In order to help maximum yield potential, it’s important to understand how phosphorus (P) and potassium (K) are utilized in corn and soybean production. Skipping or limiting P and K applications can decrease stress tolerance and consequently reduce yield potential.
Phosphorus is a nutrient required in relatively large amounts by plants. It has a relatively short range of movement in the soil and is considered an immobile nutrient. Plants need P for growth throughout their life cycle, especially during early stages of growth. The primary role of P is to store and transfer energy that is produced through the photosynthesis process to be used during growth and reproduction. The effects of P can increase water efficiency, promote early maturity and improve stress mitigation which all can lead to increased yields. Corn plants increase P uptake rapidly after V6 growth stage and can continue until near maturity. While soybeans demand for P is greatest during pod and seed development where more than 60% of P ends up in the seeds and pods.
Potassium is generally found in the soil in large amounts, but is not readily available for plant uptake to aid in growth and development. Potassium is associated with movement of water nutrients and carbohydrates within the plant. These functions stimulate early growth, increase protein production, improve the efficiency of water use and enhance resistance to diseases and insects. Adequate K levels are important to maximize soybean yield potential. Peak usage of K occurs from flowering through early pod development. A shortage of K at this time can result in yield loss without obvious foliar symptoms.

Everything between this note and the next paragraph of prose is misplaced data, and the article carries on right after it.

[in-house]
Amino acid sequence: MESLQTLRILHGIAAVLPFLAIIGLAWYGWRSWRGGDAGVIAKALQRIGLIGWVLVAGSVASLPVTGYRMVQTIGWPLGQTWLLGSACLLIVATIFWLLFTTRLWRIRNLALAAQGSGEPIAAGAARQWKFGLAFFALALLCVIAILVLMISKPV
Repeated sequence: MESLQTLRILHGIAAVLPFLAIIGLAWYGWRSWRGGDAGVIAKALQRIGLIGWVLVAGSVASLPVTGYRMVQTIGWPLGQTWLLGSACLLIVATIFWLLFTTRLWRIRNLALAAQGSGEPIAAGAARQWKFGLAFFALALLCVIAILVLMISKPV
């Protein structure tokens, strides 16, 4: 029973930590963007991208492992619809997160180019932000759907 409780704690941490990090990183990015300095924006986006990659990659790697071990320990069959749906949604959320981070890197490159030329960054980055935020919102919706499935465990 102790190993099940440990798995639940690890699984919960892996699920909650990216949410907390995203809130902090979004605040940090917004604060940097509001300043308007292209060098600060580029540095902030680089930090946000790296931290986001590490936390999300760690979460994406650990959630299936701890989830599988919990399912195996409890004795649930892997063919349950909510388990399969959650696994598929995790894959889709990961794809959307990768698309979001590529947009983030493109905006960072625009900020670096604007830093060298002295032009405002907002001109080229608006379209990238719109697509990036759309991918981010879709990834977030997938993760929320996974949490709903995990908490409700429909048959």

Also the severity of stalk rot in corn can be minimized with an optimum balance between K and N levels in plant tissue. Potassium has been associated with improvement of stalk strength. When corn plants take up sufficient K stalk dry is moderated after maturity and the risk of lodging can significantly be reduced. In corn K uptake increases rapidly after about the V6 growth stage. When deficiency symptoms become visible K demand is large and supplies are low. Understanding both crop nutrient uptake and removal can help match plant nutrient needs for a targeted yield goal. For corn each bushel harvested per acre removes .45 lbs P and .3 lbs K, in a silage situation K removal is much higher at an additional 8 lbs for every ton silage harvested. For soybeans crop removal varies around .85 lbs of P and 1.45 lbs of K are needed for every bushel harvested.
Although margins are tight in farming right now a sound fertility program is needed to ensure high yield environments in the future.
Thank you, Tom Arndt